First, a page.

Cliffs Natural Resources appoints new chairman, CEO after proxy battle
Cliffs Natural Resources, an iron ore and coal producer with major operations on Minnesota’s Iron Range, announced Thursday that Lourenco Goncalves, a former steel company executive, was named to run the company after hedge fund Casablanca Capital triumphed in a proxy battle for control of the company.
The Cliffs board of directors named Goncalves as chairman, president and chief executive officer, effective immediately.
“I am honored by the opportunity to lead Cliffs into its next chapter, with a keen focus on improving performance and restoring shareholder value,” Goncalves said in a news release. “Cliffs has a unique position of strength in iron ore in the Great Lakes region, many valuable assets in other sectors elsewhere in the US and around the world, and talented employees at all levels of the company. I look forward to working closely with all of my fellow Directors to refocus Cliffs on a new strategic path that builds on those strengths.”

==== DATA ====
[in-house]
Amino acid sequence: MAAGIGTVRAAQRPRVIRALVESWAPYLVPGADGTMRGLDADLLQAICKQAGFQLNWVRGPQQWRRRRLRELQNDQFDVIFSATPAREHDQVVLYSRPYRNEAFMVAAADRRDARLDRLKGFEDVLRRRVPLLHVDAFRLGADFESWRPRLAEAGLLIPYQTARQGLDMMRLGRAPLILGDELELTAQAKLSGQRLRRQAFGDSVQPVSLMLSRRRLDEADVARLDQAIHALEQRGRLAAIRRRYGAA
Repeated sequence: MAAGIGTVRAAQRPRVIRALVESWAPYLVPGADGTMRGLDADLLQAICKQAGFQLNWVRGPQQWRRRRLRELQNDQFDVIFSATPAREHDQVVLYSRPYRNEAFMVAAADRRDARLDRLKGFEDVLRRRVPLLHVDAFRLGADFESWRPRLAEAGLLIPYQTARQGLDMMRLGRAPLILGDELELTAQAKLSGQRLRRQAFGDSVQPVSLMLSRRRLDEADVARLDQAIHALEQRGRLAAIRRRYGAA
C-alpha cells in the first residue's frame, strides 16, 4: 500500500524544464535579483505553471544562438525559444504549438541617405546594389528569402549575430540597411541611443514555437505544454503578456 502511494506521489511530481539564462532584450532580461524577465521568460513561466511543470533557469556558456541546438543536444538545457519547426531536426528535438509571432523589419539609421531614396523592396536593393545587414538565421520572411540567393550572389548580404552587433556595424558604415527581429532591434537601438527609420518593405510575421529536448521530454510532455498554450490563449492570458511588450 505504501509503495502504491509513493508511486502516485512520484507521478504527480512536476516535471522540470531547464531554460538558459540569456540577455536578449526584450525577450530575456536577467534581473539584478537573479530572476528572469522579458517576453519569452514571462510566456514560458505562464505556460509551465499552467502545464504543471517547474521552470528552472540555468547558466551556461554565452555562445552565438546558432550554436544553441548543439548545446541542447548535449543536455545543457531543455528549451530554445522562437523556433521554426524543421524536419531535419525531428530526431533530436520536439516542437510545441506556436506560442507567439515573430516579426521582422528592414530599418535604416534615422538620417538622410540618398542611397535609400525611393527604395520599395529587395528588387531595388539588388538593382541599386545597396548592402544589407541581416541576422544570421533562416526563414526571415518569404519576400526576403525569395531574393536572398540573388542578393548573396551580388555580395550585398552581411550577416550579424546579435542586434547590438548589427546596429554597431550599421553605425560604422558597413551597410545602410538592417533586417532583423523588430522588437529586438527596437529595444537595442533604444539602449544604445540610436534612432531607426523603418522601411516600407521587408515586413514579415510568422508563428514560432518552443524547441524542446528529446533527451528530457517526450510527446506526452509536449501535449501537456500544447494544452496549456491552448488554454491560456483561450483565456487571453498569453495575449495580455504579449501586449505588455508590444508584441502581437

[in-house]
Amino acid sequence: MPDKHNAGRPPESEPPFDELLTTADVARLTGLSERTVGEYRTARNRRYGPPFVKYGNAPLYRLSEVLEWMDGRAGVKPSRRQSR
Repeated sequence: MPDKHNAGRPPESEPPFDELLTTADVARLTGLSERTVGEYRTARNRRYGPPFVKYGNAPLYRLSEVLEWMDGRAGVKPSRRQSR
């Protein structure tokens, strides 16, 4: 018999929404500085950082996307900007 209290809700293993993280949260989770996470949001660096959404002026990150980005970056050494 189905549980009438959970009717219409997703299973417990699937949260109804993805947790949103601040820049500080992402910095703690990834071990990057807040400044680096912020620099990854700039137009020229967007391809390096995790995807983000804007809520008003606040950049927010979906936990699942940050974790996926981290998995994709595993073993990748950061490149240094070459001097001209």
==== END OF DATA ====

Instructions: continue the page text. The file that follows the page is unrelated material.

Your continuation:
Goncalves was the preferred CEO candidate of Casablanca, the activist investment group that last week succeeded in getting a majority of its nominees appointed to the board. Goncalves, a former CEO of Metals USA Holdings, a manufacturer of steel and other metals.
Analysts said Goncalves could pursue the sale of three of the company’s four operating segments: its Asia-Pacific iron ore business, its eastern Canadian iron ore operations and North American coal unit.
The company likely would keep its U.S. iron ore division, including its operations on the Iron Range. Cliffs also is a major player in Minnesota’s taconite iron ore business and among the largest employers in Northeastern Minnesota. The company owns United Taconite in Eveleth and NorthShore Mining in Silver Bay and Babbitt, and is part-owner and operates Hibbing Taconite. It also owns and operates the Tilden-Empire operations in Michigan’s Upper Peninsula.
In an interview with Reuters in February, Goncalves said he would focus on supplying iron ore to steelmakers in the United States, not selling into the competitive global iron ore market, if he became Cliffs CEO.
New York-Casablanca, which has a 5.2 percent stake in Cliffs, claimed the company was destroying shareholder value. Cliffs shares have fallen about 85 percent in the past three years, at a time when iron ore and coal prices have plunged.
Goncalves replaces Jim Kirsch as chairman and Gary Halverson as CEO of Cliffs.